Probably called luncheon meat in chinese supermarkets and tea houses. Love them to death... I prolly could go a full month eating nothing but crispy fried luncheon meat with white bread

GLE1952
03-05-2012, 02:45 PM
Mother used to take leftover fried pork liver, we raised hogs too, ran it through the grinder and mixed it with scrambled eggs for breakfast.
The sound of it makes most people cringe but it was really quite good.

I really like bull fries, I'm the cook at our little testicle fry every year.

Glen

slowtyper
03-05-2012, 07:36 PM
Probably called luncheon meat in chinese supermarkets and tea houses. Love them to death... I prolly could go a full month eating nothing but crispy fried luncheon meat with white bread

Yep, last year I was eating hotpot and my friend kept asking me to check off luncheon meat but I had no idea what he was saying because he was pronouncing it "lawn-cheong". Burst out laughing when I finally figured out what he was trying to say. He grew up speaking english as his first language but I guess just never heard anyone say it, saw the chinese labels and assumed it was a chinese word...haha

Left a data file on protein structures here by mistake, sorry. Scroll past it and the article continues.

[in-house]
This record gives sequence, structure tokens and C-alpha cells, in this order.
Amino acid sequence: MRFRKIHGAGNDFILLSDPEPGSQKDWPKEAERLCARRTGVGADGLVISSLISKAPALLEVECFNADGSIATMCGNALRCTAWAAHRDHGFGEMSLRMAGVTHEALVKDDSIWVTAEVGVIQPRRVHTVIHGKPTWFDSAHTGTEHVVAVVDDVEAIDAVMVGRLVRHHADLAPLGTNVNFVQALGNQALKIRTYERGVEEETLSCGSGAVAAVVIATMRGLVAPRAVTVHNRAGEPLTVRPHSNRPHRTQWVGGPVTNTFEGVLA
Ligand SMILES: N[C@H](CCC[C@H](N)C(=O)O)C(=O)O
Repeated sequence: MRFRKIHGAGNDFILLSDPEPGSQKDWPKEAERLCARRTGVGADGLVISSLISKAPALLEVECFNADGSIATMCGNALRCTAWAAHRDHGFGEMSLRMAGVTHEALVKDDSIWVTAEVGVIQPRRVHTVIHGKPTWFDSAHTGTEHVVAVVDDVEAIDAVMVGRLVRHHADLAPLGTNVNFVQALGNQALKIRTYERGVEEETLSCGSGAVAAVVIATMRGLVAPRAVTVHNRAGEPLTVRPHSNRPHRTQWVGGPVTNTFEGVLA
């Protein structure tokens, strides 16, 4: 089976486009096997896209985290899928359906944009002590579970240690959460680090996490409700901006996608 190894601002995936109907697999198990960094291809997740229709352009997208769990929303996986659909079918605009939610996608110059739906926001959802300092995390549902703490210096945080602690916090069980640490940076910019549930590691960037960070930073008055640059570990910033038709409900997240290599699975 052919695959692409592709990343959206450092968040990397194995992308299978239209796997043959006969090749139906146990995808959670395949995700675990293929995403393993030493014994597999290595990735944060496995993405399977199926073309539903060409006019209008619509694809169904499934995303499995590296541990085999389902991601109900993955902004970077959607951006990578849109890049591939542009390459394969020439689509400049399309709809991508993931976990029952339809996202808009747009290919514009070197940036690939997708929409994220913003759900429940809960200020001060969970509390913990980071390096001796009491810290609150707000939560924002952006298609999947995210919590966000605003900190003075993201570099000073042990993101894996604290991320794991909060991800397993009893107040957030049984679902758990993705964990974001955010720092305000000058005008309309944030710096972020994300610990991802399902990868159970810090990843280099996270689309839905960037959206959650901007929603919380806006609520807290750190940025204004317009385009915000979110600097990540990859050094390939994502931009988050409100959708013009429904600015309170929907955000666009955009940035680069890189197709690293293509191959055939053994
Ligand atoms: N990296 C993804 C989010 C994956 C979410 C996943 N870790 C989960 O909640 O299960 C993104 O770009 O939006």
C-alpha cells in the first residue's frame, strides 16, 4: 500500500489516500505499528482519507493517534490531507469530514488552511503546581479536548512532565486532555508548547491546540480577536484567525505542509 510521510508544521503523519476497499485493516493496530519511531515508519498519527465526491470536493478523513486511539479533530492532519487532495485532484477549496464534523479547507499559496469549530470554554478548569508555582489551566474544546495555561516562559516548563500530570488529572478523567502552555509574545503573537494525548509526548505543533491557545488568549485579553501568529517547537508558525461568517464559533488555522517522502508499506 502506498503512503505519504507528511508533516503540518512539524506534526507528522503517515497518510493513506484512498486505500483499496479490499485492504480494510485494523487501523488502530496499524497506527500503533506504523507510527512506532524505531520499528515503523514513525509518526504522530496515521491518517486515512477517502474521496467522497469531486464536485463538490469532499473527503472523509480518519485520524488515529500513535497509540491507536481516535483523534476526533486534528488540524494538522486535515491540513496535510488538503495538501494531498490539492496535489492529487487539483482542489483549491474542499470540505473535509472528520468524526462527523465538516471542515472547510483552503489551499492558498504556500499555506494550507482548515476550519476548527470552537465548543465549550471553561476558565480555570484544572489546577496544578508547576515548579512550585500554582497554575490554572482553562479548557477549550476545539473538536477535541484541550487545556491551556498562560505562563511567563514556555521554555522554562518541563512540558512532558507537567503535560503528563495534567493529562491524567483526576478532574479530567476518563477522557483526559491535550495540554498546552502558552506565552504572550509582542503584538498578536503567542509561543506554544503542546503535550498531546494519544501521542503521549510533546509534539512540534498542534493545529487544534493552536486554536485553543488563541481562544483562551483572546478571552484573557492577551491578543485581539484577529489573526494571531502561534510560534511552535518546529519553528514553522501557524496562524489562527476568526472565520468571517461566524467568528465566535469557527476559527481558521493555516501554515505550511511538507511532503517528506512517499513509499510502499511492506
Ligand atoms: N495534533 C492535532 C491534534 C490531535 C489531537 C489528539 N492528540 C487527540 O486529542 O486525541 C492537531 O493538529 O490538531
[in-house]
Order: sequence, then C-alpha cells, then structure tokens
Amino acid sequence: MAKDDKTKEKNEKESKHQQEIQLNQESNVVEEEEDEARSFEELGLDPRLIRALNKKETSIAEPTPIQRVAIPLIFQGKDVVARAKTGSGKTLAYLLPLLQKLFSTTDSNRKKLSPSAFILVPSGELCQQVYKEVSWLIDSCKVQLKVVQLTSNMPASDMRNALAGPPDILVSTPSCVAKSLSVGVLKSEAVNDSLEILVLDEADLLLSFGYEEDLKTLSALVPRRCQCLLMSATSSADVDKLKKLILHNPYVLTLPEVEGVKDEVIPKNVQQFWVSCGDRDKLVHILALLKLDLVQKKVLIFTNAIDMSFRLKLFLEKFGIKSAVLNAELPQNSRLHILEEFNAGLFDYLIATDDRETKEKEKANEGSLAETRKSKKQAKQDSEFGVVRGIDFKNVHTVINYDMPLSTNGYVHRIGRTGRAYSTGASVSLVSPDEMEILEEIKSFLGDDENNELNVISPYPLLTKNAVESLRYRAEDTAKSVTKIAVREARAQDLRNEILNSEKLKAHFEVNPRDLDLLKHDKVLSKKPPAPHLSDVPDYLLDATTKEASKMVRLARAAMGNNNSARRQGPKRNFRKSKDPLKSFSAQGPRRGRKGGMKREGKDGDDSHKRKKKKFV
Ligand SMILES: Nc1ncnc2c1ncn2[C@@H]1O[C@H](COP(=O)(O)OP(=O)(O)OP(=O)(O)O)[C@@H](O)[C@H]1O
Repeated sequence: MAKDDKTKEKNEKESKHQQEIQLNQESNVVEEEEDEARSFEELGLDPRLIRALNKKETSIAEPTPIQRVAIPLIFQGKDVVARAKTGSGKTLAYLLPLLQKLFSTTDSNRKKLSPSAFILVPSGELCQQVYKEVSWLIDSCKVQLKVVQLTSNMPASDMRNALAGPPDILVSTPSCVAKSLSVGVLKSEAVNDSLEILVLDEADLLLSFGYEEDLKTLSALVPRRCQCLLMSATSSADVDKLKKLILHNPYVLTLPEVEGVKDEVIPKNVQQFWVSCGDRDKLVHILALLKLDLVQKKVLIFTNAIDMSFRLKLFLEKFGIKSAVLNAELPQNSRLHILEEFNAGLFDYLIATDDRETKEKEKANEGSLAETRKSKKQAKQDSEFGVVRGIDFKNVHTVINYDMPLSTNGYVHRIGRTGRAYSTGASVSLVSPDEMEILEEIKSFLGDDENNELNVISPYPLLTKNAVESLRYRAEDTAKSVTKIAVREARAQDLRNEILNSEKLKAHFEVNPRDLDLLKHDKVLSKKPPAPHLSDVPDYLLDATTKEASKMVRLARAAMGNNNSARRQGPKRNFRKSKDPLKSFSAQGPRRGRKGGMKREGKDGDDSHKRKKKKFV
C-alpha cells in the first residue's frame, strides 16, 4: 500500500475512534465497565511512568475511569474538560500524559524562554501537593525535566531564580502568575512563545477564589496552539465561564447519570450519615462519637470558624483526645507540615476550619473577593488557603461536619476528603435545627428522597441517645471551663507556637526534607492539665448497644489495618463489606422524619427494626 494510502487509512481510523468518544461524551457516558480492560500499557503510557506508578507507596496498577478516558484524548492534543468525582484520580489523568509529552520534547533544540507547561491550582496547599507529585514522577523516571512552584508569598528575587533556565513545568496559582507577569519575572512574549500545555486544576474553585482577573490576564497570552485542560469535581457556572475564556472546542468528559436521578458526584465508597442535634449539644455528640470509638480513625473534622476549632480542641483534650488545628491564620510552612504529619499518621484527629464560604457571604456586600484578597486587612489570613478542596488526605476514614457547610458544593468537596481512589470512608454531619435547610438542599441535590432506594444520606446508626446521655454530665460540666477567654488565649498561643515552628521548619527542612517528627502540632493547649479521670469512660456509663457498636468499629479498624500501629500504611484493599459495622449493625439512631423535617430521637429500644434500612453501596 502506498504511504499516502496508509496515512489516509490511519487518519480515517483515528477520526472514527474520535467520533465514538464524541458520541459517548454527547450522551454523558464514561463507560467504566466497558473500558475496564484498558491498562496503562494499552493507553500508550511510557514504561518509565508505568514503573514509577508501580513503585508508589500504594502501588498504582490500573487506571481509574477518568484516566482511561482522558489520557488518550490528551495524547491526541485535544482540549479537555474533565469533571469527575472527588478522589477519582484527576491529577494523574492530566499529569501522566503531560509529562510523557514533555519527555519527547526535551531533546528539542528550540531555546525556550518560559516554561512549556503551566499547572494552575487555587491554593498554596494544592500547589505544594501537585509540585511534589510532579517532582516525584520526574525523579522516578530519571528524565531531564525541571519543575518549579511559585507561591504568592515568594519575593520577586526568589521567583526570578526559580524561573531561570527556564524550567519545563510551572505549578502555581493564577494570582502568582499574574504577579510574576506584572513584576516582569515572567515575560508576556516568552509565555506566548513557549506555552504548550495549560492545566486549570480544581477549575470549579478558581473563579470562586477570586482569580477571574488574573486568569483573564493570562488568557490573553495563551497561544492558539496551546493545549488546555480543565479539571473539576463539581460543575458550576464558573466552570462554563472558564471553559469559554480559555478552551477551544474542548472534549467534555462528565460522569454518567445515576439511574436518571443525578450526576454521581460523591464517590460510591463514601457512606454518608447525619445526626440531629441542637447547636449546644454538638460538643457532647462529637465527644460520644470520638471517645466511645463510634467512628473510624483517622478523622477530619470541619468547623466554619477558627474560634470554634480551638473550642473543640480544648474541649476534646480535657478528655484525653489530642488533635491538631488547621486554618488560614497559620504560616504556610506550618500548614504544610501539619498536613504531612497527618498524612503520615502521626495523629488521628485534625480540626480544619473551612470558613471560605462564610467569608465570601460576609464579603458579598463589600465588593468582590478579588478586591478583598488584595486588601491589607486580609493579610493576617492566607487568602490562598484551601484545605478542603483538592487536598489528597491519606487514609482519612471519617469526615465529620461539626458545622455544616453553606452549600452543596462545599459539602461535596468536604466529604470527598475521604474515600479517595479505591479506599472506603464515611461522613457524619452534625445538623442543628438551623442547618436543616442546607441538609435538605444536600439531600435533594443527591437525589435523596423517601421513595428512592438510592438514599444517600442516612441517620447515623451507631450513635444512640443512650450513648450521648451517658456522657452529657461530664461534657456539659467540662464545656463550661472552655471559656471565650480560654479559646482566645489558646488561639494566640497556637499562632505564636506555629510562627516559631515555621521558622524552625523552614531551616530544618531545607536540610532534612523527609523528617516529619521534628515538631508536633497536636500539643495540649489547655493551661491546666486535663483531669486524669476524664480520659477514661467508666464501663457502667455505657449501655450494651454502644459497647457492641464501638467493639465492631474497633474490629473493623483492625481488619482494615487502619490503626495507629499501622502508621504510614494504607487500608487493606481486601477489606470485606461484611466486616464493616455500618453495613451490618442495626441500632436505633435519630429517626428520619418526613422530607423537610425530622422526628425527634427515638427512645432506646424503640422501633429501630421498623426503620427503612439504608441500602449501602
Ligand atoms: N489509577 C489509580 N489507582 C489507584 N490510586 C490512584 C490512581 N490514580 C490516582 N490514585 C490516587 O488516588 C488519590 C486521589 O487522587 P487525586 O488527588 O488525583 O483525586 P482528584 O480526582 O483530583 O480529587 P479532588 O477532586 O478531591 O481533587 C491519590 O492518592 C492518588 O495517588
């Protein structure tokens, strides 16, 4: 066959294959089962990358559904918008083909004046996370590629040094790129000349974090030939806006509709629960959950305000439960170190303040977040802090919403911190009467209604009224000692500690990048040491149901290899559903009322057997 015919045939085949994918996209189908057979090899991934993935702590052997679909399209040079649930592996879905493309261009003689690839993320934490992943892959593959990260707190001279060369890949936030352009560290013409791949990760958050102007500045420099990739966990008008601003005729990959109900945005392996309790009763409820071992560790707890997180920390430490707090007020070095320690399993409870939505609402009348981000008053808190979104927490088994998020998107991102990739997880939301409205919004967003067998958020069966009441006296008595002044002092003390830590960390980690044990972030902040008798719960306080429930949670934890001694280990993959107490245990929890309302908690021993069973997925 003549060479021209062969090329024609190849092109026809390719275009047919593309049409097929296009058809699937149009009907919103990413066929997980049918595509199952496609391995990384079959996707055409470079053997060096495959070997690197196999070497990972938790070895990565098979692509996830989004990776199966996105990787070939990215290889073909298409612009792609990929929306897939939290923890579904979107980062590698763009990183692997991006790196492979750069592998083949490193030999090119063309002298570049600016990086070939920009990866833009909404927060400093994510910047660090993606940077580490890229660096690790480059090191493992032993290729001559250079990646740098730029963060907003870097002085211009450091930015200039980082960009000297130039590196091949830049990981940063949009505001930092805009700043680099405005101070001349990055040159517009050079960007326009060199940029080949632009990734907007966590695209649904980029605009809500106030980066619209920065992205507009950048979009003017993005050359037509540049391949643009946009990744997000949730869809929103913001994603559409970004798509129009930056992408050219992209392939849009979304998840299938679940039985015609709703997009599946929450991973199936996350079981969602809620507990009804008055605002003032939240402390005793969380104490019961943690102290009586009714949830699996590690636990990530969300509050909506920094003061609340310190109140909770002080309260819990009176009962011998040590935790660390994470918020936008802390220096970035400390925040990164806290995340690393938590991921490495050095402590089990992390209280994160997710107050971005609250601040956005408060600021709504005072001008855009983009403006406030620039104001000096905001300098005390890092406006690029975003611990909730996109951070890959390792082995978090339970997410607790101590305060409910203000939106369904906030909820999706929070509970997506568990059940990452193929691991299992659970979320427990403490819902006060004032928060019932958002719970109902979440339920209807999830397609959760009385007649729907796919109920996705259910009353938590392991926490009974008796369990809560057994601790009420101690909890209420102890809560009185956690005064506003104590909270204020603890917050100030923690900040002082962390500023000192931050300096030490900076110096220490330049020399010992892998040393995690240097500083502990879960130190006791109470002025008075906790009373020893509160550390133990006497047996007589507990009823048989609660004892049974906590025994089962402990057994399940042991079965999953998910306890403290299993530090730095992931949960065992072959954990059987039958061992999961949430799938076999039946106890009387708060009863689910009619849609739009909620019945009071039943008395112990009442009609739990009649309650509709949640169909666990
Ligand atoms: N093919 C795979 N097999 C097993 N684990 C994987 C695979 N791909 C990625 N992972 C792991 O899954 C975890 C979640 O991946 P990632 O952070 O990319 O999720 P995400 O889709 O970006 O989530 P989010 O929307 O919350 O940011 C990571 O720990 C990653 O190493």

JBC
03-06-2012, 12:56 AM
MMMM, Scrapple! Love that stuff. My Grandfather used to make it for me when I was a kid. Moved to Cleveland 8 years ago from Pittsburgh and can't find it anywhere up here.

Jason

lowercasebill
03-06-2012, 08:04 AM
try this if you can find it http://en.wikipedia.org/wiki/Goetta i have never had it but i understand it is like scrapple except with oats instead of corn meal..
and thanks to all of you who posted about hot dog soup. i though i was the only one .. Mom would cube potatoes boil them and pour off most of the water and add milk and hot dog pieces yielding this stock of watered down milk she would 'finish' it by stirring ketchup into the broth and dotting the hot dog pieces with mustard . i served it to my friends once when i was in grad school thinking it was a 'normal' dinner offering .. they refused to eat it , kidnapped me, drove me to south philly and made me buy them all Pat's cheese steaks .
heading to a big green egg fest in Fla and will take 6 packages of scrapple to serve to the unsuspecting.. i tell them it is a special Philadelphia sausage . :D

Seth
03-06-2012, 08:31 AM
I appraise commercial real estate and I once read a report that claimed that Philadelphia's commercial real estate market was strong because Philadelphia is the home of scrapple and cheese steaks. We like to say these things occasionally to see if anyone is reading these reports. Potato hot dog soup sounds, well, ....ummm.....I'm going to take a ride to South Philly.